Same old, same old.The Daily Telegraph's Stephen Clarke can usually be counted upon to get up in arms about denizens rising to the defense of the French language.
A French philosopher, whose philosophy clearly isn’t strong enough to make him philosophical, has been complaining about the amount of English used in France. Michel Serres told a newspaper that he had seen “more English written on the walls of Toulouse than there was German during the Occupation”. He means advertising, not graffiti (which is pretty illegible anyway).
Now, leaving aside the fact that the “English” adverts in question are very often bilingual puns invented by French companies rather than Anglo invaders, it is pretty thoughtless (to say the very least) to compare advertising posters that we are free to ignore completely with Nazi proclamations informing people that they will be shot if they are found out of doors after curfew or sent to death camps if they belong to certain ethnic groups. Perhaps Monsieur Serres is just practising the philosophy of the absurd. The absurdly absurd.
The above-named “philosopher” (sorry, I can’t believe he “loves ideas”) also suggests that French people boycott any shops that have English names or use English slogans. Why just English, though? Why not boycott every pizzeria that doesn’t change its name to “Italian-style restaurant selling hot, circular covered breads”? And why not encourage foreigners to do the same whenever they see a French brand in their mall or high street? Michel Serres would translate as “Michael Greenhouses”, and a jibe springs to mind about throwing stones.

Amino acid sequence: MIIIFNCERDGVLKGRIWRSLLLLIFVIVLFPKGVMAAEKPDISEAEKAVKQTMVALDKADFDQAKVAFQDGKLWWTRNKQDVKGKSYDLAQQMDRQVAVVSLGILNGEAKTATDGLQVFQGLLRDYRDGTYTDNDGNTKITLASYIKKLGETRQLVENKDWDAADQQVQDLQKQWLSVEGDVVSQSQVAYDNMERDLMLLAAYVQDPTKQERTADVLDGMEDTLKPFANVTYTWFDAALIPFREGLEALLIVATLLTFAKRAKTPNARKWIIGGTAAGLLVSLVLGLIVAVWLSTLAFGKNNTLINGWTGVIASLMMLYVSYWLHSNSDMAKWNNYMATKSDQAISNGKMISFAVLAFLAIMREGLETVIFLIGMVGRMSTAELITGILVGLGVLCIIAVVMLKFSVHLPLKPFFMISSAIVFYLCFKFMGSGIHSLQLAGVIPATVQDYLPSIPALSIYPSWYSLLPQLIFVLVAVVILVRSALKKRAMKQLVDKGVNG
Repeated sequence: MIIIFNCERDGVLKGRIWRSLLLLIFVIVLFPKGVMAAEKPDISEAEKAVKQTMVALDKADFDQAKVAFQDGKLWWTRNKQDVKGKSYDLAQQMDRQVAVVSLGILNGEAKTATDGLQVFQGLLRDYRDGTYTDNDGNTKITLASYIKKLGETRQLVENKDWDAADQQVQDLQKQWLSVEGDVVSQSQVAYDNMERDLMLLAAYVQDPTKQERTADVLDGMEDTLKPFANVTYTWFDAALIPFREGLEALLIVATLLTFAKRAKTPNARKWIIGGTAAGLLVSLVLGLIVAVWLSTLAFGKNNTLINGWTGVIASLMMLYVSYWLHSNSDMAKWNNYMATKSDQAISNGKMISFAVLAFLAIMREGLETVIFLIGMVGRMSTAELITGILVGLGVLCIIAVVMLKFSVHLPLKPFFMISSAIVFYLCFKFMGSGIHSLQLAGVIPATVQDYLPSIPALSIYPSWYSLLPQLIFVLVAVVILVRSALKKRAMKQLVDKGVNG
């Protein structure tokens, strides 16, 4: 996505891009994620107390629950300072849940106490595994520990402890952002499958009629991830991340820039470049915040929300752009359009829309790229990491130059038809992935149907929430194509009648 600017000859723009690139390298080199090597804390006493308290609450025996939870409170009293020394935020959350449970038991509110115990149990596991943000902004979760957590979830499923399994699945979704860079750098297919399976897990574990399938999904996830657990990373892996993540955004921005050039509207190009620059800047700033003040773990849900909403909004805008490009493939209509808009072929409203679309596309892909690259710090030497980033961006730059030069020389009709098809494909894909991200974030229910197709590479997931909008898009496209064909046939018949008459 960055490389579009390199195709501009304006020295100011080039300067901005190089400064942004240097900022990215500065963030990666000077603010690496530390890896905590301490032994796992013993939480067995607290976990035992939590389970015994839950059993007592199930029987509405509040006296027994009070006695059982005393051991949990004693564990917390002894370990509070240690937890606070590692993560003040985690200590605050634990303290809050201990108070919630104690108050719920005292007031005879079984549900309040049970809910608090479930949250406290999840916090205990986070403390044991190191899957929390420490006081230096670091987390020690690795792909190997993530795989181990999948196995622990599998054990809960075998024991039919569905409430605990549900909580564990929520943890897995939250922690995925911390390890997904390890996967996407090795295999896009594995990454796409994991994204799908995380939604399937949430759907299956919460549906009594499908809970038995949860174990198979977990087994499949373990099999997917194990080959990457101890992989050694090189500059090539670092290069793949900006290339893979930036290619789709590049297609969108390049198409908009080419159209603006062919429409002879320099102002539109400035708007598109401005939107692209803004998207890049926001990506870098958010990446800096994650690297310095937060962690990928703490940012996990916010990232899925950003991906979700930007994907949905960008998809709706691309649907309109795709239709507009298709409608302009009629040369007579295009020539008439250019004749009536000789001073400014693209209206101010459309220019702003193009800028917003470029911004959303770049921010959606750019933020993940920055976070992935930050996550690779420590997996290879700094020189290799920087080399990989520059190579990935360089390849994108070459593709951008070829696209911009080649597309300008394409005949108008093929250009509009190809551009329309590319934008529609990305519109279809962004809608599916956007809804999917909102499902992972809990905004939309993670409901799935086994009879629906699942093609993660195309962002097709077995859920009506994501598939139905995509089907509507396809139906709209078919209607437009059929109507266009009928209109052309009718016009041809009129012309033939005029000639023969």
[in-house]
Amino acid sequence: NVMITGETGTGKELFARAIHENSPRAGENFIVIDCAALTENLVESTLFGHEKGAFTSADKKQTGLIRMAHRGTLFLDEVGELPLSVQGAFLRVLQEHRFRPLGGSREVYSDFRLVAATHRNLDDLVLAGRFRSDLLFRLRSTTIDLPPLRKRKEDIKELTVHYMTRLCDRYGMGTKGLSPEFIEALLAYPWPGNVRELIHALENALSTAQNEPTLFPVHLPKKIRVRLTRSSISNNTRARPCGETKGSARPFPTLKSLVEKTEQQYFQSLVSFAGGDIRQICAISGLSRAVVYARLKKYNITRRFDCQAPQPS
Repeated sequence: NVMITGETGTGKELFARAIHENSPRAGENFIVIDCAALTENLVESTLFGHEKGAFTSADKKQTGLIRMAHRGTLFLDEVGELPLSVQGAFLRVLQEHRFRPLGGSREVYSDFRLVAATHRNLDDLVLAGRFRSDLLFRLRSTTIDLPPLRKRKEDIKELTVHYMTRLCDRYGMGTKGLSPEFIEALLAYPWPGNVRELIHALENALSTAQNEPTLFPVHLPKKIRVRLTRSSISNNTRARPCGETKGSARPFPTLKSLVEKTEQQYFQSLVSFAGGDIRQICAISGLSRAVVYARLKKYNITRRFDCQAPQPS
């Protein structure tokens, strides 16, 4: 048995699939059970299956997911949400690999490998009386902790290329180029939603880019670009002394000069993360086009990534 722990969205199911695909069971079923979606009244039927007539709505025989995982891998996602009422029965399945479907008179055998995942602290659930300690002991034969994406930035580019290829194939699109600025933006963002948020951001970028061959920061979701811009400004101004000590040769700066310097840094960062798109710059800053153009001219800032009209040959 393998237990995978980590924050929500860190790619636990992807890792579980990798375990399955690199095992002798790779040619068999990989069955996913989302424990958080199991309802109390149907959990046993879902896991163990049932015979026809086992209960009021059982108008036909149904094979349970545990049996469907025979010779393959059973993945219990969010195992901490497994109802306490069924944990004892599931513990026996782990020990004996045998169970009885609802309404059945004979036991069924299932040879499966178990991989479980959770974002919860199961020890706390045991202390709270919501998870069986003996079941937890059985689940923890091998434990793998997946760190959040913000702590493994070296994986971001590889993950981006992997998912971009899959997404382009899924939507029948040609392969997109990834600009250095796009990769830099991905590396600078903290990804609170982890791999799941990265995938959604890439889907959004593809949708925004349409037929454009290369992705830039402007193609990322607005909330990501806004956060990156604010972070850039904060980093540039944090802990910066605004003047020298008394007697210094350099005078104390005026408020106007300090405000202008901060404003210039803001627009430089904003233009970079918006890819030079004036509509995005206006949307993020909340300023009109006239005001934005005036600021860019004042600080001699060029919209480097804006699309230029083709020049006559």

Surely if you are a true philosopher and believe in individual freedom, you should let people buy what they want – as, in fact, they currently do? Anyone who doesn’t like the English name of a shop or café in France simply doesn’t go there. No need to call for a boycott. The French are free. You see, Monsieur Greenhouse, it’s not really like a Nazi occupation at all.
… People everywhere are inventing new phrases and new words every day. Language is a DIY affair, not a government policy.
… despite what certain “philosophers” think, the ideal solution to language issues is not to have things banned, it is to see them shared and explained. Why make people poorer when you can enrich them? As Albert Camus said, “the evil in the world usually arises from ignorance.”